ATLANTA — Georgia House budget writers approved a $27.2 billion fiscal 2022 state budget Thursday that restores 10% across-the-board spending cuts the General Assembly imposed last year, with a special emphasis on education and mental health.

The House Appropriations Committee supported Gov. Brian Kemp’s recommendation to restore $567.5 million in “austerity” cuts to the state’s public schools. The fiscal 2021 mid-year budget Kemp signed last month already had put back more than $1 billion in reductions to K-12 schools lawmakers approved last June at the height of the coronavirus pandemic.

Among other education spending, the House added $5 million Thursday to the Department of Education’s school nutrition program, which has been forced to scramble to deliver meals to students stuck at home because of COVID-19.

The committee also added $36 million to the $22 million the governor requested for the Department of Behavioral Health and Developmental Disabilities, making a total of $58 million for the fiscal year starting July 1.

“We will make a significant statement as it relates to mental health this year,” said Appropriations Committee Chairman Terry England, R-Auburn.

The DBHDD falls under the Human Resources subcommittee chaired by Rep. Katie Dempsey, R-Rome.

The extra money includes $12.3 million to give providers of mental health services a 5% rate increase and almost $300,000 to help Georgia join a new national 988 suicide hotline and add a full-time epidemiologist to work with suicide data.

Nursing homes, which have been hit particularly hard with patient hospitalizations and deaths from COVID-19, would get $7.4 million to “stabilize” staffing. Another $11.9 million would go toward a 2% rate increase for skilled nursing centers.

The House also added $25.3 million to pay for a 10% increase for home- and community-based services, while the Department of Public Health would receive $1.5 million to track the state’s COVID-19 vaccine rollout.

The House budget recognizes high turnover rates in some state agencies by raising salaries, including $1.6 million earmarked for medical examiners with the Georgia Bureau of Investigation.

“Many of our docs in that division are being hired away,” England said.

Two House adds to the Secretary of State’s office include $150,000 to help cover the costs of processing temporary licenses for nurses who have come to Georgia from out of state to work with coronavirus patients, and $667,642 to help jump-start Georgia’s medical cannabis initiative.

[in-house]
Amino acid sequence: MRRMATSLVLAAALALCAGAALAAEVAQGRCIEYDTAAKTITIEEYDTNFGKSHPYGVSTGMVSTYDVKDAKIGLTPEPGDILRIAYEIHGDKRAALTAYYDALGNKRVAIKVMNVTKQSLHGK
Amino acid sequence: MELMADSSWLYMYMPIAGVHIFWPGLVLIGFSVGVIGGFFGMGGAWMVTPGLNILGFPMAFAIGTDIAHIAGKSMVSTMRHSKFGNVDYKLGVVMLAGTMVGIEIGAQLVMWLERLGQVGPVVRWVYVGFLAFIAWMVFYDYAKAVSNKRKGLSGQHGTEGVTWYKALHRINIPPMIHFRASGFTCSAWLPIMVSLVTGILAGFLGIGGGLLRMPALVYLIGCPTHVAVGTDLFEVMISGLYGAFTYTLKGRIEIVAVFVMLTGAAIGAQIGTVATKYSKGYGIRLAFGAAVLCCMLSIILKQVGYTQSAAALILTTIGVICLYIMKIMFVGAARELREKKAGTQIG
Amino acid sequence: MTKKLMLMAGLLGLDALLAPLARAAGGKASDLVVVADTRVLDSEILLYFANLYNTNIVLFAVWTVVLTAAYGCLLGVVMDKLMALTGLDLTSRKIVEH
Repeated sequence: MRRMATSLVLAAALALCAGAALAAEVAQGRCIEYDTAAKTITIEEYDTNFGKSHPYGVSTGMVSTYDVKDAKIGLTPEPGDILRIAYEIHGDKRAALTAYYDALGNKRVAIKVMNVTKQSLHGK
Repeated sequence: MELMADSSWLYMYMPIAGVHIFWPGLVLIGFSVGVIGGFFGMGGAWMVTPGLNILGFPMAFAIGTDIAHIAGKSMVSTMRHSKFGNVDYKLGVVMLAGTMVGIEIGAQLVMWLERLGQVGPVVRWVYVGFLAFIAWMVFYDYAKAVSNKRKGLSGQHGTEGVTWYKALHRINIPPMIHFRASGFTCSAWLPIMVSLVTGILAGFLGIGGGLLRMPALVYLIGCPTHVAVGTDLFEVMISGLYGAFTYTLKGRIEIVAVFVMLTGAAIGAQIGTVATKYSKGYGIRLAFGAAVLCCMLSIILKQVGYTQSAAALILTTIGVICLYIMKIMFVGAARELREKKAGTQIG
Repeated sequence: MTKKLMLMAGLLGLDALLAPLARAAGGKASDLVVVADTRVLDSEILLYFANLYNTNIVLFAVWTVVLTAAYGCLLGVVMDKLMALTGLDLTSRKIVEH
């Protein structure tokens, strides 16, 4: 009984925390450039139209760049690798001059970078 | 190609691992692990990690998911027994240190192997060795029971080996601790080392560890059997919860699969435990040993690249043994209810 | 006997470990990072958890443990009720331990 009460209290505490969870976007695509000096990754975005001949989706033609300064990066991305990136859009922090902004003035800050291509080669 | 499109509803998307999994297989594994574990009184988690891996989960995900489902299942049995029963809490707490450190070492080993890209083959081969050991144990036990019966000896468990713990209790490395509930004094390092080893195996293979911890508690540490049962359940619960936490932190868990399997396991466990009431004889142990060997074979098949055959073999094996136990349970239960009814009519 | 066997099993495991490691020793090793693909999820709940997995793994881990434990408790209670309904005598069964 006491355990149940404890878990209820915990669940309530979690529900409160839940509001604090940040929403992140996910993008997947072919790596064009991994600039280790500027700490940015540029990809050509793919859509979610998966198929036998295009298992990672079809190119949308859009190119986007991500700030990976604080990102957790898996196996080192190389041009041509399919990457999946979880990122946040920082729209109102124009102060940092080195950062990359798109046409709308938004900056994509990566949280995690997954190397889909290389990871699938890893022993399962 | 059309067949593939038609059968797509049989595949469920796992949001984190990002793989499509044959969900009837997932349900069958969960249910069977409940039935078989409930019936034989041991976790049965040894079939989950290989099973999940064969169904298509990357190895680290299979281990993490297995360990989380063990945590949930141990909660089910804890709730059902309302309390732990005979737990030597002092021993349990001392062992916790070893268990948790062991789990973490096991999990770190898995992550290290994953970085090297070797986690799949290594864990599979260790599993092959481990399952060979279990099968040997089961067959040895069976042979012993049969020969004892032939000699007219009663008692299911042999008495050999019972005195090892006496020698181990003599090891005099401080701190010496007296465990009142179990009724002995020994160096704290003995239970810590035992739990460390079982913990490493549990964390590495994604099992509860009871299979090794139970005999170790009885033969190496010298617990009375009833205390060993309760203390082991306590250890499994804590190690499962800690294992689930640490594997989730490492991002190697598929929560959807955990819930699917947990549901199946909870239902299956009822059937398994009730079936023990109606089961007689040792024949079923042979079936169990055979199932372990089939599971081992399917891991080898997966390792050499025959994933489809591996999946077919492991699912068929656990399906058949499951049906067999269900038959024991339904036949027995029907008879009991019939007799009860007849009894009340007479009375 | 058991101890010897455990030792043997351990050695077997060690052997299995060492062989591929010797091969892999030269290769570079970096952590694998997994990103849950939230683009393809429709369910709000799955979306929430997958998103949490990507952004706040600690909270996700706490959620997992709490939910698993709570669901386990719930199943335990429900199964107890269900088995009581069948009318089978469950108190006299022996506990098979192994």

Nearly 70 businesses have applied for licenses to produce low-THC cannabis oil for medical use in Georgia, the commission in charge of the program announced last month.

The Department of Driver Services would receive $250,000 for a new program to provide free IDs to Georgians who now have to pay $32 for the cards. Georgians who don’t have a driver’s license could use the card to comply with voter ID requirements.

The Republican-controlled House passed a controversial bill this week that includes stricter identification requirements for absentee voting.

“We have heard from Georgians who are concerned about fees associated with obtaining a voter identification,” House Speaker David Ralston, R-Blue Ridge, who proposed the initiative, said Wednesday. “I am committed to eliminating barriers to voting for all legally eligible Georgians.”

House budget writers also added $50 million to the $883 million package of bond projects Kemp recommended in January.

Highlights include $32.2 million for construction of the Jack and Ruth Hill Convocation Center at Georgia Southern University, named in honor of the late Sen. Jack Hill, R-Reidsville, and his wife, up from $12.2 million the governor requested. Both died last spring.

Other projects the Appropriations Committee added include:

♦ $4 million to renovate Bandy Gymnasium on the campus of Dalton State College.

♦ $3.5 million for Phase 2 of renovations to the campground at Stone Mountain Park.

♦ $2.95 million for an extension of the campground at Jekyll Island.

♦ $2.8 million for the Dr. Mark A. Ivester Center for Living and Learning at North Georgia Technical College in Clarkesville.

♦ $2.5 million to renovate Christenberry Field House at Augusta University.

The full House is due to take up the budget on Friday.

Recommended for you